Do you need to reseed the bare spots in your lawn? Have you got an area that’s been cleared, levelled and now needs to be planted in grass?
Think about planting clover instead of grass seed. Clover always looks nice and lush and you don’t need to mow it as often. Heck, if you plant white clover, you don’t even need to mow it at all if you don’t want to.
You’ve probably heard about all the problems with the bee population decreasing severely. One way to do your part in helping the bees would be to plant things they love. We NEED the bees. Do you have any idea what percentage of food plants that need bees in order to pollinate them? Some sources say around 30% while others say it could be up to 85%. Either way, we need the bees.
Look at this PDF put out by the USDA – if you read through it, you will see this partial list:
Vegetables: Artichoke, Asparagus, Beet, Broccoli, Brussels Sprouts, Cantaloupes, Carrot, Cauliflower, Celeriac, Celery, Cucumber, Eggplant, Endive, Green Pepper, Leek, Lettuce, Okra, Onion, Parsnip, Pumpkin, Radish, Rutabaga, Squash, Tomato, Turnip, White Gourd
There are also about 30 different types of fruit on the list as well. Read through the PDF and share it with anyone you think is interested in helping the bee population.
When we built Graham’s shop, we had the area around it cleared and levelled. I was pretty specific in what I wanted there – Clover. I was also specific in letting the machine guy know how I wanted the area finished off. What I needed was a level slightly sloping lawn area that wouldn’t need much maintaining from me.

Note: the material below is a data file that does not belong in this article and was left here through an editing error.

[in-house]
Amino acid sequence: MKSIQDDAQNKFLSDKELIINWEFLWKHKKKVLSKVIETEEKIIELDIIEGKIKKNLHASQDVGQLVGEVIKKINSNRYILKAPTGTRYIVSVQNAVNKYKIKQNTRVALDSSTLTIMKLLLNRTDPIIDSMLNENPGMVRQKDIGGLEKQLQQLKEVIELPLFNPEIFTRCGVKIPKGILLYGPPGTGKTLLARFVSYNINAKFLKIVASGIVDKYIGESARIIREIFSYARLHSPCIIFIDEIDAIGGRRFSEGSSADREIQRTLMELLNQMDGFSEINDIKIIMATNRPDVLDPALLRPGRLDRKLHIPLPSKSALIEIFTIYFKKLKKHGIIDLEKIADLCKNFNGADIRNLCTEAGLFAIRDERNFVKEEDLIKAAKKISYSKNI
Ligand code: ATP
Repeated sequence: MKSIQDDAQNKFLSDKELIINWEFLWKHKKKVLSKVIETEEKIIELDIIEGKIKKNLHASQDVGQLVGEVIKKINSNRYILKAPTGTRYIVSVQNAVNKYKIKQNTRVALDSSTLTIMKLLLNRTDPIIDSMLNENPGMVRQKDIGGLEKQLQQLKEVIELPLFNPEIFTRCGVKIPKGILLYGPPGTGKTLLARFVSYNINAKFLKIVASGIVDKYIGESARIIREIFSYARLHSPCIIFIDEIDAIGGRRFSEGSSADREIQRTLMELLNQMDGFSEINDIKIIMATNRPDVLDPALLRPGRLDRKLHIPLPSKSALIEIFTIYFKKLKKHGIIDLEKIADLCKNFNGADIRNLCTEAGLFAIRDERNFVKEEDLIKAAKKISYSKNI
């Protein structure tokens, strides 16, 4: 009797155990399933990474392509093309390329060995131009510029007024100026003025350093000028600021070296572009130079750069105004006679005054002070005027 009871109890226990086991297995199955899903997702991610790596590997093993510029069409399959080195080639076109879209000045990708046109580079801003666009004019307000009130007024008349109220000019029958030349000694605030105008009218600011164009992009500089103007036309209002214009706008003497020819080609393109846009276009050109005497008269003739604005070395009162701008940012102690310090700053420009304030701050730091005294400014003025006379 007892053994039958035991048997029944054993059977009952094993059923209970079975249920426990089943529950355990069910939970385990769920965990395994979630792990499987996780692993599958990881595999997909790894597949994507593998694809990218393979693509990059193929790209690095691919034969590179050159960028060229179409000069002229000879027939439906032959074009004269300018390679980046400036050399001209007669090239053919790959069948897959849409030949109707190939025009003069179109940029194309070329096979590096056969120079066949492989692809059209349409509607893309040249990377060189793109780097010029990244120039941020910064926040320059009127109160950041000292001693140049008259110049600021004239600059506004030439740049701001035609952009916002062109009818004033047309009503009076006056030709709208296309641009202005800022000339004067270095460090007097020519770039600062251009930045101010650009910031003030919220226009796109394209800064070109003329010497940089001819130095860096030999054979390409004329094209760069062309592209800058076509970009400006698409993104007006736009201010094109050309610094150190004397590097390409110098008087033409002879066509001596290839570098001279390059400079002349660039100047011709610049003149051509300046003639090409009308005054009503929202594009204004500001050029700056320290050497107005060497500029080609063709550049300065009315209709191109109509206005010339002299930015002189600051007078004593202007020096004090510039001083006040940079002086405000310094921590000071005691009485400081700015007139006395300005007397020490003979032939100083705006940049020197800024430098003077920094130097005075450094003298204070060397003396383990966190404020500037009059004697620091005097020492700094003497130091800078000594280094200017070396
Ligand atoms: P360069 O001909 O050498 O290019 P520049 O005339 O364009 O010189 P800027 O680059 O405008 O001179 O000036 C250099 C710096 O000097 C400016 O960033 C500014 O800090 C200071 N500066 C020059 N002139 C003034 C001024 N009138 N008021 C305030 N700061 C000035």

So, after it was levelled, I walked around and threw down White Clover seed. Wonderful stuff, clover is. It smells absolutely divine when it’s in bloom. It attracts any bees that may be around.
This is a Win-Win. The clover is great for the bees and having more bees around our property means they will probably help with pollinating our fruits and vegetables.
Clover is also a wonderful green manure cover crop, so if there’s a portion of your yard you will eventually want to turn into a garden, plant clover in there to begin with. Clover takes nitrogen from the air and puts it into the soil. Read more about the benefits of sowing white clover here.
Here is that same area after planting in clover. I think it looks so pretty when it blooms!
Other possibilities for cover crops that we use ourselves is Buckwheat and Fall Rye. Granted, neither of these would work well as an alternative to lawn, but if you need to improve your soil, read our posts about them.
So, think about throwing some Clover seed around. You’ll pretty up the place, it will smell wonderful, the bees will come abuzzin’ and you can take comfort in the fact that running a lawn mower over it (or not) every three weeks or so will be an easy chore.
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